Reagan Would Not Support Obama on Libya

For some conservatives, the most sacred initials in policymaking are WWRRD: What Would Ronald Reagan Do? Whenever America encounters a situation similar to one faced by the Gipper, they say the proper course is to follow his lead. Barack Obama’s undeclared war in Libya is such a situation, but I’m afraid Republicans are drawing the wrong analogy.

When Libyan rebels rose up against Muammar Qaddafi, some Republicans invoked Reagan’s memory to goad Obama into joining the fight. After all, Reagan bombed Qaddafi; surely, they reasoned, we should bomb him again. Some bona fide conservatives – including my friend Dr. Paul Kengor – have written confusing words on the subject. Col. Ronald Sable argued that, unlike Reagan, Obama waited too long to intervene. Even Michael Reagan has devoted two separate columns to contrasting Obama’s inaction with his father’s decisive military response.

And some bloggers have been hopelessly contradictory.

It is true that Ronald Reagan had two military confrontations with the man he called “the mad dog of the Middle East.” However, neither of them apply to this action. There is, however, an unfortunate precedent for this Libyan adventure.

Libya Isn’t Libya

Ironically, an aide to Sen. Richard Lugar, R-INo, clarified one difference between Libya ’86 and Libya ’11: Reagan notified Congressional leaders of his intentions and said if they had any objection, he would call off the raid. Obama waited until Congress went on recess to launch a war after consulting with the Arab League, the United Nations, and NATO.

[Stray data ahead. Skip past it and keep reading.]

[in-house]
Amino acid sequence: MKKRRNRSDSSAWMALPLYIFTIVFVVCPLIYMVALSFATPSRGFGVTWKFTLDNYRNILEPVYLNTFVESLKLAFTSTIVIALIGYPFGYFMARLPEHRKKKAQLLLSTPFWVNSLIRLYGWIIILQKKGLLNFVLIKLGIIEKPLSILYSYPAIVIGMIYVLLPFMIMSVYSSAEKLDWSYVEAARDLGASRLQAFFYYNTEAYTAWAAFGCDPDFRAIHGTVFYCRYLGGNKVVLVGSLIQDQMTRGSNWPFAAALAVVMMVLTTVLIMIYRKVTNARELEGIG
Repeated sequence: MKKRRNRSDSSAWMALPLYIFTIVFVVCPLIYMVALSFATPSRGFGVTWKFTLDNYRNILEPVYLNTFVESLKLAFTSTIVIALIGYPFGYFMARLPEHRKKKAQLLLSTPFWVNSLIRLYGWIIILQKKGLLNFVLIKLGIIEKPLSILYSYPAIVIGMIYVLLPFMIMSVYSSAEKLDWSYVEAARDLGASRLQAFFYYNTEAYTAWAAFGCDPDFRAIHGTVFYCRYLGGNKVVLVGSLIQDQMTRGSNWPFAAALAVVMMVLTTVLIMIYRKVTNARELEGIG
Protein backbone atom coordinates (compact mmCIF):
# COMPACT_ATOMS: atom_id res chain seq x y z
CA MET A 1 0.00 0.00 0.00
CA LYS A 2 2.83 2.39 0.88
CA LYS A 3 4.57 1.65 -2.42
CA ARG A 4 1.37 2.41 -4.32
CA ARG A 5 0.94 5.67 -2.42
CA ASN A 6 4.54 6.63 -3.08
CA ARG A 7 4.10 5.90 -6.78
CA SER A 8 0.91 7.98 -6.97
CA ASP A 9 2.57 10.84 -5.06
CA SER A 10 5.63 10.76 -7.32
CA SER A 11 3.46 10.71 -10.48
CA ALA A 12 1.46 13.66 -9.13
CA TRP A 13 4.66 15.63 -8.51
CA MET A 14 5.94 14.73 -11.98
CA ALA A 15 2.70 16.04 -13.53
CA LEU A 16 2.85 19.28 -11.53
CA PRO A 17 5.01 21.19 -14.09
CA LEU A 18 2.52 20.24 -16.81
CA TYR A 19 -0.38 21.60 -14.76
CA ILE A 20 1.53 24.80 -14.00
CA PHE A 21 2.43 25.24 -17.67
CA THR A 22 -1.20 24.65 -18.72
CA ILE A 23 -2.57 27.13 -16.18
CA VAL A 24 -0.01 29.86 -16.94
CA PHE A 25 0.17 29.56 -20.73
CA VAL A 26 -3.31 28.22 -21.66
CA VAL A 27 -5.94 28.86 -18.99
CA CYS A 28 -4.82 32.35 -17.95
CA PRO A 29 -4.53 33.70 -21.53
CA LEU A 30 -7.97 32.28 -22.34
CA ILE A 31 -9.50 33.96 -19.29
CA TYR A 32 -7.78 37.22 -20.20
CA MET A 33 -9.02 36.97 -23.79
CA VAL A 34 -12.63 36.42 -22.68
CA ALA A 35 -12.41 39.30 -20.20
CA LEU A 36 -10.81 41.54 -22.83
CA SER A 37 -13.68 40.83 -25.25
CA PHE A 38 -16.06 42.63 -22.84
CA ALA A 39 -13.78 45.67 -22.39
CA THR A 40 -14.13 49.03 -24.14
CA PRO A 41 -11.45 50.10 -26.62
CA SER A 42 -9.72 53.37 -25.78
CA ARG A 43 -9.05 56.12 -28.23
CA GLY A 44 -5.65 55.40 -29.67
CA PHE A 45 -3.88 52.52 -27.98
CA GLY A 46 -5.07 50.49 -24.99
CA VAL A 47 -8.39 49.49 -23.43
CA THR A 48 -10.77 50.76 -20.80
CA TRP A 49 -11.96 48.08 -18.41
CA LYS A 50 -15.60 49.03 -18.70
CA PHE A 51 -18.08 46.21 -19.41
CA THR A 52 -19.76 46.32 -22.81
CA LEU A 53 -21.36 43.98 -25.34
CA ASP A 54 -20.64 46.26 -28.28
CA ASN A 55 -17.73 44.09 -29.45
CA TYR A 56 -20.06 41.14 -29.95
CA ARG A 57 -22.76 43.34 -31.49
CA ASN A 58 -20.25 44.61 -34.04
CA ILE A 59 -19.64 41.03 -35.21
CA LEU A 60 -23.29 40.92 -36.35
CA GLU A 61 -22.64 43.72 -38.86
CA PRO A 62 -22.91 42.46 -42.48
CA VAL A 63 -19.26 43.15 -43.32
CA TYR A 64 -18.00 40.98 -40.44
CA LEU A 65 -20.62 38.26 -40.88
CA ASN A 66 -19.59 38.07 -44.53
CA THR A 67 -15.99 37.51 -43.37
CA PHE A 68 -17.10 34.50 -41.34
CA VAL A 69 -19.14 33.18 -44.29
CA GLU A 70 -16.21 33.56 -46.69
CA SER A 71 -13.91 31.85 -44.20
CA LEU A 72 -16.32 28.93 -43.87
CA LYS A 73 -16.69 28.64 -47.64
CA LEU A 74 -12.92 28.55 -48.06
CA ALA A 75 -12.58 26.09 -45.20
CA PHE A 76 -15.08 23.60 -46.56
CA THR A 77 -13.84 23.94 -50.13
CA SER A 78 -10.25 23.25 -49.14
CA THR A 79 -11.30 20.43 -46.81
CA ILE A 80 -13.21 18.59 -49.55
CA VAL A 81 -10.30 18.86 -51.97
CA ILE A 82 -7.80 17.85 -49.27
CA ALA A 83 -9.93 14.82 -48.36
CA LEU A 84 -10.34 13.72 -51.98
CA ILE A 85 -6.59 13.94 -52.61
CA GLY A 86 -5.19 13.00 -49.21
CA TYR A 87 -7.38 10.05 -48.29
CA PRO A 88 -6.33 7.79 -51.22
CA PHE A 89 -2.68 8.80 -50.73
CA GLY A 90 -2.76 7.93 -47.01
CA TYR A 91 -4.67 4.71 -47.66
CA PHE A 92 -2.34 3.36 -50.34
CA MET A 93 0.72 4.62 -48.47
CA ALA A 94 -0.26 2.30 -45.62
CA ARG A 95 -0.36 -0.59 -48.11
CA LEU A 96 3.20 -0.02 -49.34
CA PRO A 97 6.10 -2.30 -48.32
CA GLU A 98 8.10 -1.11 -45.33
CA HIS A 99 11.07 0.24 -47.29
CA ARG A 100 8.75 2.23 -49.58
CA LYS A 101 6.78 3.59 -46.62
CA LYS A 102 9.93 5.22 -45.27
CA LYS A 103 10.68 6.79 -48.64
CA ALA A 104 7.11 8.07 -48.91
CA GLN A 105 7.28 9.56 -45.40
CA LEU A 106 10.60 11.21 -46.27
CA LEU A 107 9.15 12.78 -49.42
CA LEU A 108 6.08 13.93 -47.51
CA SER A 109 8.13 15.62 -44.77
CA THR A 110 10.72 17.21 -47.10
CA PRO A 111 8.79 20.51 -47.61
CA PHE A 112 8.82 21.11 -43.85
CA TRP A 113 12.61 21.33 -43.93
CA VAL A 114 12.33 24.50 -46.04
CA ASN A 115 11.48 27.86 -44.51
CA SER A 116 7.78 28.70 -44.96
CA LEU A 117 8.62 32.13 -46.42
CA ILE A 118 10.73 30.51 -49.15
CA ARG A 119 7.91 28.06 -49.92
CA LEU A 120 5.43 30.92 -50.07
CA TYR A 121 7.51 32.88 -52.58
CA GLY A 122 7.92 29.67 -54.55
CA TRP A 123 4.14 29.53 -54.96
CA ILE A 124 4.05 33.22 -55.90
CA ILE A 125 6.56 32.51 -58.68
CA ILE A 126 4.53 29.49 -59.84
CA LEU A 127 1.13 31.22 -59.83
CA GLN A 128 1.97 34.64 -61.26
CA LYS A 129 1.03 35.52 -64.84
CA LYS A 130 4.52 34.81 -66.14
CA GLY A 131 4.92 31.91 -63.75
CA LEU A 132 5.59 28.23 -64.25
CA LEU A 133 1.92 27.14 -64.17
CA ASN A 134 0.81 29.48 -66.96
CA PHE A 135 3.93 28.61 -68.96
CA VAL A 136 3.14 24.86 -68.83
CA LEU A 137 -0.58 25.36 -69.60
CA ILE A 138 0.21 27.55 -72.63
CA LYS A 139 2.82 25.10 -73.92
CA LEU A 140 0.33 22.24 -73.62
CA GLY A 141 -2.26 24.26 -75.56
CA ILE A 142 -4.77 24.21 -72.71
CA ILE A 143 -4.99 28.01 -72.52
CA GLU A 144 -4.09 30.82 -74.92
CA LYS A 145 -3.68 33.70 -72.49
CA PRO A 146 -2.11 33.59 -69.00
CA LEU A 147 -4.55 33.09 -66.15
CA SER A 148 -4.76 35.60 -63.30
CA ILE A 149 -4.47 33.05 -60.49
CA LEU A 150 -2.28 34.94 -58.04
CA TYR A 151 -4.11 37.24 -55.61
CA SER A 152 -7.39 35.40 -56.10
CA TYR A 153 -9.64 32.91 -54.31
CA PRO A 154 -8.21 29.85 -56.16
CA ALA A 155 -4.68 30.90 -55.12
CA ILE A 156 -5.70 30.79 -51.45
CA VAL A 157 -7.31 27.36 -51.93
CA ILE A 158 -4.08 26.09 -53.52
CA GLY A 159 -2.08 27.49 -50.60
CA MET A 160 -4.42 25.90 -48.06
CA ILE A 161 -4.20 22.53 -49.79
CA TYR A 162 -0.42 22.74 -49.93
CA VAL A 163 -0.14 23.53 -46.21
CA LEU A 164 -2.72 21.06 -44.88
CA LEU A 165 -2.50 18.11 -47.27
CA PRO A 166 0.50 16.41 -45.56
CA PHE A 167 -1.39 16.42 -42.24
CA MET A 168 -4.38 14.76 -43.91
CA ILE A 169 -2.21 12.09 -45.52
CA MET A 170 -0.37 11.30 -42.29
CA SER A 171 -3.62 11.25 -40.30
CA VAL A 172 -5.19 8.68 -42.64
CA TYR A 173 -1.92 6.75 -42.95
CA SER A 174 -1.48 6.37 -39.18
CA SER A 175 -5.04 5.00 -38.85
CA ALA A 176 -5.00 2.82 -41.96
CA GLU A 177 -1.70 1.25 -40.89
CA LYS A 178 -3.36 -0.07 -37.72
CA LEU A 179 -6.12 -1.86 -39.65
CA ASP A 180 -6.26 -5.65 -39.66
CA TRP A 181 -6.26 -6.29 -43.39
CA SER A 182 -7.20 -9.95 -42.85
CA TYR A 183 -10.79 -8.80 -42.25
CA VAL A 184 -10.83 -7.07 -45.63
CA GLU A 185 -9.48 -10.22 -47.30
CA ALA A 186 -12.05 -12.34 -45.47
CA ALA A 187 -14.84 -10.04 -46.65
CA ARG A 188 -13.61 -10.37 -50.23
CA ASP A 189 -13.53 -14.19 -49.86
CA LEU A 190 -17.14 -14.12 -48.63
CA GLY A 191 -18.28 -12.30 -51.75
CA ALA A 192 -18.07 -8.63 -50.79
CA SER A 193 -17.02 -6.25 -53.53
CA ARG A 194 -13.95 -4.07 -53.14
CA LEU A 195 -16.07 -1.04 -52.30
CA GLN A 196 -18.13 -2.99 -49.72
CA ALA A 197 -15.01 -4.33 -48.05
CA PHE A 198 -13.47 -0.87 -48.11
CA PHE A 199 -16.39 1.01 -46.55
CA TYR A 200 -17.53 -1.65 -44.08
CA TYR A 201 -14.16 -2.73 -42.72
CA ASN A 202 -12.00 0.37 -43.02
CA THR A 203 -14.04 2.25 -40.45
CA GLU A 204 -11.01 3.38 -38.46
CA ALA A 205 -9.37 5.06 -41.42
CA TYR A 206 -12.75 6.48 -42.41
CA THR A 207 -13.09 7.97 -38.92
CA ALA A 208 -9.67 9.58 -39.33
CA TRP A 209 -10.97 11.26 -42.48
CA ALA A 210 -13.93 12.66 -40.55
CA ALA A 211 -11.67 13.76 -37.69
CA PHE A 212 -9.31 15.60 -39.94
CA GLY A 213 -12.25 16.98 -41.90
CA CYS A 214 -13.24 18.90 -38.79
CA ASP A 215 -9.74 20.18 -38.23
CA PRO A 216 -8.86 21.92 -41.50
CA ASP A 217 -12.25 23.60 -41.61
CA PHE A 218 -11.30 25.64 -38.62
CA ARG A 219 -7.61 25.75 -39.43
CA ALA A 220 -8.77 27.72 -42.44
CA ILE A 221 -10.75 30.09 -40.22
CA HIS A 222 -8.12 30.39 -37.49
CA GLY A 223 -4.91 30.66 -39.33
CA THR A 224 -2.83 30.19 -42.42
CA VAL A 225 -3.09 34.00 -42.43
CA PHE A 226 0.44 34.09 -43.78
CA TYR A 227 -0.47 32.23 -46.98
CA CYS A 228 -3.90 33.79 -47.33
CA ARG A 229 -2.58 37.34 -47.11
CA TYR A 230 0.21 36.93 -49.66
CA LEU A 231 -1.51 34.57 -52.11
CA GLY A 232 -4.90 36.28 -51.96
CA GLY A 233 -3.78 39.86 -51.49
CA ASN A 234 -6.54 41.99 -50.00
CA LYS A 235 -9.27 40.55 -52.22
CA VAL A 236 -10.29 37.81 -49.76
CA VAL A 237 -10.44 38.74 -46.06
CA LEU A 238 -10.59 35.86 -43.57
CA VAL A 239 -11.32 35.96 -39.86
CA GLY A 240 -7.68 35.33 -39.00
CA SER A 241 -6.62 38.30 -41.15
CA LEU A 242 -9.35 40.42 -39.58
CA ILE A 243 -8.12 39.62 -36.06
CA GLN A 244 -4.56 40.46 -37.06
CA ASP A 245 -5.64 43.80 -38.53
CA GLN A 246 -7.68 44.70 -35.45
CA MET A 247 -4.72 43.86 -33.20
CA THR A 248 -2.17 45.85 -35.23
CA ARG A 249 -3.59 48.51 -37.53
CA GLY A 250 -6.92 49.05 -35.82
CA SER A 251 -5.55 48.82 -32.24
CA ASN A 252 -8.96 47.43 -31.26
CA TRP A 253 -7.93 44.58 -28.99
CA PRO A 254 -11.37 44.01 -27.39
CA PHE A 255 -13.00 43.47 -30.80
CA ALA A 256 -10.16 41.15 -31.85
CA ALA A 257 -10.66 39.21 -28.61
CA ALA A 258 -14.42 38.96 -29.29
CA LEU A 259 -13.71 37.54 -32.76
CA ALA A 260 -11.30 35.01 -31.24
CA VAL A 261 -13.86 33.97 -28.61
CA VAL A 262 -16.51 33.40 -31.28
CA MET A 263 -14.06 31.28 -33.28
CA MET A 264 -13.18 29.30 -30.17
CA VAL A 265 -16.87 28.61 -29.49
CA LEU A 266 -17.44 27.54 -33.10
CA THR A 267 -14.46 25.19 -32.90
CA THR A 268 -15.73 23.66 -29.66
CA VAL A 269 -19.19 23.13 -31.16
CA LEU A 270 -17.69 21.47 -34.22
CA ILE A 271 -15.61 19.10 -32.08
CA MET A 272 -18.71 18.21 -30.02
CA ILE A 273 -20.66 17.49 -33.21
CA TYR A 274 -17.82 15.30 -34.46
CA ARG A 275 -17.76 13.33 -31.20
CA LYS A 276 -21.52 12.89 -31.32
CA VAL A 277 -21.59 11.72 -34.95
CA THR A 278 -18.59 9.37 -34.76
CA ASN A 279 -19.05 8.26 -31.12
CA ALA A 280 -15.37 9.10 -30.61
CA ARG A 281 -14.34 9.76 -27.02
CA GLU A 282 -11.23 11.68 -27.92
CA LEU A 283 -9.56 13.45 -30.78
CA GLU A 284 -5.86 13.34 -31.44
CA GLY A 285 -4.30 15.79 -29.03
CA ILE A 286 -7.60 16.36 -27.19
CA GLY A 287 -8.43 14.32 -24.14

More importantly, it would be more accurate to say Reagan twice responded to Libyan aggression.

In 1981, Qaddafi attempted to evict the U.S. military from a vast expanse of ocean waters he claimed in the name of Libya. That August, Ronald Reagan ordered the military to fly over the Gulf of Sidra as usual. If Libyan planes opened fire, he authorized American flyers to follow them “all the way into their hangar.” Two Libyan jets did just that and were quickly shot down. This was a purely defensive move, retaliation for a direct act of violence against the U.S. military.

True, Reagan bombed Qaddafi’s home compound in 1986, as soon as intelligence proved the dictator had ordered the bombing of a German night club that killed two U.S. soldiers. Qaddafi only escaped with his life because Italy’s socialist Prime Minister Bettino Craxi tipped him off – much the way Osama bin Laden escaped U.S. missile attacks more than a decade later.

However, this, too, was retaliation. If regime change were Reagan’s goal, he had 32 more months in office to finish the job. Instead, he wrote, “After the attack on Tripoli, we didn’t hear much more from Qaddafi’s terrorists.” [1]